These type of batteries are developed using nickel oxide hydroxide and metallic cadmium as electrodes. They excel in holding the charge and maintaining voltage when not in use. However, the only downside to Ni-Cd batteries is that they can become the victim of “memory” effect when a partially charged battery is charged, which lowers its future capacity. 

If we compare Ni-Cd batteries to other types of batteries, Ni-Cd batteries offer excellent life cycle and perform exceptionally well at low temperatures. Also, these batteries are capable of delivering their full rated capacity even at high discharge rates. Ni-Cd batteries come in different sizes; small packs are used in electronic toys and small portable devices while the bigger batteries find their applications in aerospace, automotive, and standby power supply. 

Some common attributes of Nickel Cadmium batteries are as following:

  • Cycle Durability: 2000 cycles
  • Specific Power: 150W/kg
  • Specific Energy: 40-60W-h/kg
  • Self-discharge percentage: 10% per month
  • Charge/discharge efficiency: 70-90%

Nickel-Metal Hydride(Ni-MH)

Both Nickel-Metal Hydride batteries and Nickel Cadmium batteries have the same chemical reaction at the positive electrode (cathode), with both using the same nickel oxide hydroxide. However, the only difference between them is that the anodes in Ni-MH batteries use a hydrogen-absorbing alloy instead of cadmium.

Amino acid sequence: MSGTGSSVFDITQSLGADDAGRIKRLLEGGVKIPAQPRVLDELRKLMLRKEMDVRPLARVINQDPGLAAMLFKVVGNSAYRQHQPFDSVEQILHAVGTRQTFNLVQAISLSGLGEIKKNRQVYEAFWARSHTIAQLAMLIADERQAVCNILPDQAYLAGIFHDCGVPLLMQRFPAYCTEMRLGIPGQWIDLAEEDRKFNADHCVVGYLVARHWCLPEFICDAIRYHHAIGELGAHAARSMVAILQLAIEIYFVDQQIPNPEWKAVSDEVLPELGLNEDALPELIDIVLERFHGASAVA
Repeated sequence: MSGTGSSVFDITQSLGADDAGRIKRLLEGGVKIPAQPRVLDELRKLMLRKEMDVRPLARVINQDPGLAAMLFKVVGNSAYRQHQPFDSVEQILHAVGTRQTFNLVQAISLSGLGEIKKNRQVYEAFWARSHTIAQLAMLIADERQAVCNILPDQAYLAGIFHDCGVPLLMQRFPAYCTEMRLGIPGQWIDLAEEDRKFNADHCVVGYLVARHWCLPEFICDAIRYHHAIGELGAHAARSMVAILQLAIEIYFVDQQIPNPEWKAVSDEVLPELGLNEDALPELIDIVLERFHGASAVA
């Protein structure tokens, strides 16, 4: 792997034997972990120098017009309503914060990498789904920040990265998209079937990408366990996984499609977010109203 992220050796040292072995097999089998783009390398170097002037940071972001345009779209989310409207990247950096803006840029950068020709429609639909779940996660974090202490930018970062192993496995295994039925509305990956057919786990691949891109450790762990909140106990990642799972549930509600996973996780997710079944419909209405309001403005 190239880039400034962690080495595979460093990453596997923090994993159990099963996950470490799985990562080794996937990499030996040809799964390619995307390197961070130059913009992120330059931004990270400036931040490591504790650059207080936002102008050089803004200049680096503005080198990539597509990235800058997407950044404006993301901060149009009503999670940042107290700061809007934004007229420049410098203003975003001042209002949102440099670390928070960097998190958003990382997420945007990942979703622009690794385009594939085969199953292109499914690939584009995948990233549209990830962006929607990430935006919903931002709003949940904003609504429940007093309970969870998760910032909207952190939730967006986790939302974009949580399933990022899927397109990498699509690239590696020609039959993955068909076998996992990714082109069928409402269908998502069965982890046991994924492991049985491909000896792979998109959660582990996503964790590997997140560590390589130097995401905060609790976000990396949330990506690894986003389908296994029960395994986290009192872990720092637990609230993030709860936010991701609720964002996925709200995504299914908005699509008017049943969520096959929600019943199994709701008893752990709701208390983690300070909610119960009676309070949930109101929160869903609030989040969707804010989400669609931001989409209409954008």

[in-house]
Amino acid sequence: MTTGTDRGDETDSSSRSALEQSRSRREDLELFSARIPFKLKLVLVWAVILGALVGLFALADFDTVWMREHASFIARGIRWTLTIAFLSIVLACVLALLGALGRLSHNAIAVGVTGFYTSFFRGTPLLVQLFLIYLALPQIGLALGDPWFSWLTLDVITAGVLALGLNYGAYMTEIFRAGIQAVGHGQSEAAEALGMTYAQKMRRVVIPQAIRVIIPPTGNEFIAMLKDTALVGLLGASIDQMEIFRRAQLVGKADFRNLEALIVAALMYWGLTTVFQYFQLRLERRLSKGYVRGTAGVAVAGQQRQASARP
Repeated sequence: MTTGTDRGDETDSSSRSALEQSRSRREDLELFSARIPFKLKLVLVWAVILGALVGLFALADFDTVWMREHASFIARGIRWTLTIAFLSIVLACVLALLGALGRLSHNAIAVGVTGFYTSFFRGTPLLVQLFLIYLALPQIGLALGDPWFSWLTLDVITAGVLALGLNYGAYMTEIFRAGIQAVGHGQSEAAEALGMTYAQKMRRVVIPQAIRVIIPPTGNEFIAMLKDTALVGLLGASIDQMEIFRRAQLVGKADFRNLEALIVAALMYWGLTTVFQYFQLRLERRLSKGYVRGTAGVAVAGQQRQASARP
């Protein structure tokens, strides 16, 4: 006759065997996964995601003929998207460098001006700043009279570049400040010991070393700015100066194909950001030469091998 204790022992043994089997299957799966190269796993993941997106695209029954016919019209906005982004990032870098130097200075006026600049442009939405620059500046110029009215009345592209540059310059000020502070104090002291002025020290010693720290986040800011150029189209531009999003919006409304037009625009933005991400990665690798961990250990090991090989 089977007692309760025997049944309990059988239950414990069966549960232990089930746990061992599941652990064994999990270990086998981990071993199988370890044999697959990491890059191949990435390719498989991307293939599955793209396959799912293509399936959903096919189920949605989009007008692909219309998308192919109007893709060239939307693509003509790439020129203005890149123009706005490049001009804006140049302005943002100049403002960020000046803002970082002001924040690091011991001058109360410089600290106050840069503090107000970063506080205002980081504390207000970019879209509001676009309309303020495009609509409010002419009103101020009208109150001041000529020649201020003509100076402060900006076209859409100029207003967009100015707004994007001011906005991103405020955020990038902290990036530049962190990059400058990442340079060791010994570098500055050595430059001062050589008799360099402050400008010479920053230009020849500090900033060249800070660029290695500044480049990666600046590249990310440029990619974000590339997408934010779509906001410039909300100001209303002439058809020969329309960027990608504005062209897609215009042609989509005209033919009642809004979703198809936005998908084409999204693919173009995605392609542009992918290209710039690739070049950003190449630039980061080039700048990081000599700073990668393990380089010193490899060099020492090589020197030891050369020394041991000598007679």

Ni-MH batteries offer high capacity and energy density, which is the reason these batteries find applications in high drain devices. The best thing about a Ni-MH battery over a Ni-Cd battery is that it can possess two to three times the capacity of Ni-Cd battery of the same size. Moreover, Ni-MH batteries, unlike Ni-Cd batteries, don’t fall victim to the “memory” effect. 

Some common attributes of Nickel-Metal Hydride batteries are as following:

  • Cycle Durability: 180 to 2000
  • Specific Power: 250-1000 W/kg
  • Specific Energy: 60-120h/kg
  • Self-discharge percentage: 1.3-2.9% per month at 20oC
  • Charge/discharge efficiency: 66% to 92%

Industrial Batteries

An everyday battery user may never need to run into industrial batteries because they are used for powering the heavy-duty applications like machinery, backup power for data centers, railroad, telecommunications, etc. 


  • These batteries are large, vented, rechargeable, and have lead-acid and cadmium inside.
  • Come in a rectangular format in steel racks.
  • It is commonly used in solar arrays, uninterruptible power supply, telecommunications systems, railroad switchgear and signals.
  • Safety: Non-spillable, toxic (lead), contains acid electrolyte

Nickel Iron

  • These batteries are vented, rechargeable, very long-lasting, and are available in medium to large sizes. 
  • Come in a rectangular format in a metal case.
  • Commonly used in mining operations, railroad signals
  • Safety: Spill-able, non-toxic

Wet Nickel-Cadmium (NiCd)

  • These are flooded cell batteries that are vented, rechargeable, and are available in small to large sizes. 
  • Come in a tall rectangular format in a hard case, while the multi-cell batteries come in a metal or a wood case. 
  • Commonly used in solar arrays, emergency power, railroad switching gear, and they also find their applications in marine and aviation applications
  • Safety: Spill-able, toxic (cadmium)

Large Flooded Cell

  • These flooded cell batteries are vented, rechargeable, have lead-acid (typically), and are available in large sizes. 
  • Come in a rectangular format in a hard case.